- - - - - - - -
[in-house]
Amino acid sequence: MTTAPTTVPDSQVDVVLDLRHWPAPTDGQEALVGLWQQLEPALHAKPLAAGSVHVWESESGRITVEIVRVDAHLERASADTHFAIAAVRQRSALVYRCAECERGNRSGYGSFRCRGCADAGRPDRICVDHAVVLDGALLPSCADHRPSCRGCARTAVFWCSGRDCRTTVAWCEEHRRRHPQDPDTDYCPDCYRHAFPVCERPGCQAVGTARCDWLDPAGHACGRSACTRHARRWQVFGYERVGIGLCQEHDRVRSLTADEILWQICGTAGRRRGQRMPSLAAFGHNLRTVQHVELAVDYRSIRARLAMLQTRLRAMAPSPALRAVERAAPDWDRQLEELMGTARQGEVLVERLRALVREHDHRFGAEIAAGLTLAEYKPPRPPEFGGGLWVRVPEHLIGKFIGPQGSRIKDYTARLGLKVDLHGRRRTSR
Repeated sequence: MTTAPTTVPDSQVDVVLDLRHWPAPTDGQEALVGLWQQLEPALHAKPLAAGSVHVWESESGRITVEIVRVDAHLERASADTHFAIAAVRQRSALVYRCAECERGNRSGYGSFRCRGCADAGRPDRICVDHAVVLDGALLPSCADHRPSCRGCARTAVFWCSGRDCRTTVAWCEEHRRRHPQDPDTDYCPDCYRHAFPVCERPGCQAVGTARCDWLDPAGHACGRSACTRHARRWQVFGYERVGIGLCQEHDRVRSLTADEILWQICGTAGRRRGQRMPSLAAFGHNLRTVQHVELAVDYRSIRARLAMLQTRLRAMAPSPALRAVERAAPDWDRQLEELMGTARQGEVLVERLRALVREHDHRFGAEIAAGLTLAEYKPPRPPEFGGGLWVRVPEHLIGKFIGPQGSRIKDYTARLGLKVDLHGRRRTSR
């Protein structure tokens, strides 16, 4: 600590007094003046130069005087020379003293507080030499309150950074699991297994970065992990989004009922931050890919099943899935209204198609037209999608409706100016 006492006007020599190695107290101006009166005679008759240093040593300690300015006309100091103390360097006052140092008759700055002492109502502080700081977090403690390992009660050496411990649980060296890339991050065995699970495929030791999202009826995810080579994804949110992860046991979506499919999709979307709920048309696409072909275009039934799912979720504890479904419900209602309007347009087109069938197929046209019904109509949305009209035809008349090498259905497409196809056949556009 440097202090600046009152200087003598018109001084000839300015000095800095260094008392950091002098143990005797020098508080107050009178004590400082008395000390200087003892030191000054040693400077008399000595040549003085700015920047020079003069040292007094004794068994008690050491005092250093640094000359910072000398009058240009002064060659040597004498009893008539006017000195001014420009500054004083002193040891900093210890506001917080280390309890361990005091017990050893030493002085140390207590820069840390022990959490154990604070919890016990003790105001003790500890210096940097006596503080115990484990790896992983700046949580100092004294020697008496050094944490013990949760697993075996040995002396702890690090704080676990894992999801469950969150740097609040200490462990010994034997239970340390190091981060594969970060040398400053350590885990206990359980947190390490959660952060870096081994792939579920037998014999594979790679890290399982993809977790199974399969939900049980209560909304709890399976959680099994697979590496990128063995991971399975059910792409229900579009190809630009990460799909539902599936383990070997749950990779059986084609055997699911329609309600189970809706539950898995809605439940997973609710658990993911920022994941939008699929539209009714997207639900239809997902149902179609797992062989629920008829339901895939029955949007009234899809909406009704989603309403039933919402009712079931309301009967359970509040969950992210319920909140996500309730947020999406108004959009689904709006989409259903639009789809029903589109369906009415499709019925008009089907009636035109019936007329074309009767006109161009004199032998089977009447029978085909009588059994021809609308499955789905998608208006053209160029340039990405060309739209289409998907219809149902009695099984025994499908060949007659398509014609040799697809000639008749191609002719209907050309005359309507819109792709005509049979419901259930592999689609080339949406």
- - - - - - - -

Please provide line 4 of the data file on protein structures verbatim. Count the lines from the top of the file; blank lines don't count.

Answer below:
């Protein structure tokens, strides 16, 4: 600590007094003046130069005087020379003293507080030499309150950074699991297994970065992990989004009922931050890919099943899935209204198609037209999608409706100016 006492006007020599190695107290101006009166005679008759240093040593300690300015006309100091103390360097006052140092008759700055002492109502502080700081977090403690390992009660050496411990649980060296890339991050065995699970495929030791999202009826995810080579994804949110992860046991979506499919999709979307709920048309696409072909275009039934799912979720504890479904419900209602309007347009087109069938197929046209019904109509949305009209035809008349090498259905497409196809056949556009 440097202090600046009152200087003598018109001084000839300015000095800095260094008392950091002098143990005797020098508080107050009178004590400082008395000390200087003892030191000054040693400077008399000595040549003085700015920047020079003069040292007094004794068994008690050491005092250093640094000359910072000398009058240009002064060659040597004498009893008539006017000195001014420009500054004083002193040891900093210890506001917080280390309890361990005091017990050893030493002085140390207590820069840390022990959490154990604070919890016990003790105001003790500890210096940097006596503080115990484990790896992983700046949580100092004294020697008496050094944490013990949760697993075996040995002396702890690090704080676990894992999801469950969150740097609040200490462990010994034997239970340390190091981060594969970060040398400053350590885990206990359980947190390490959660952060870096081994792939579920037998014999594979790679890290399982993809977790199974399969939900049980209560909304709890399976959680099994697979590496990128063995991971399975059910792409229900579009190809630009990460799909539902599936383990070997749950990779059986084609055997699911329609309600189970809706539950898995809605439940997973609710658990993911920022994941939008699929539209009714997207639900239809997902149902179609797992062989629920008829339901895939029955949007009234899809909406009704989603309403039933919402009712079931309301009967359970509040969950992210319920909140996500309730947020999406108004959009689904709006989409259903639009789809029903589109369906009415499709019925008009089907009636035109019936007329074309009767006109161009004199032998089977009447029978085909009588059994021809609308499955789905998608208006053209160029340039990405060309739209289409998907219809149902009695099984025994499908060949007659398509014609040799697809000639008749191609002719209907050309005359309507819109792709005509049979419901259930592999689609080339949406």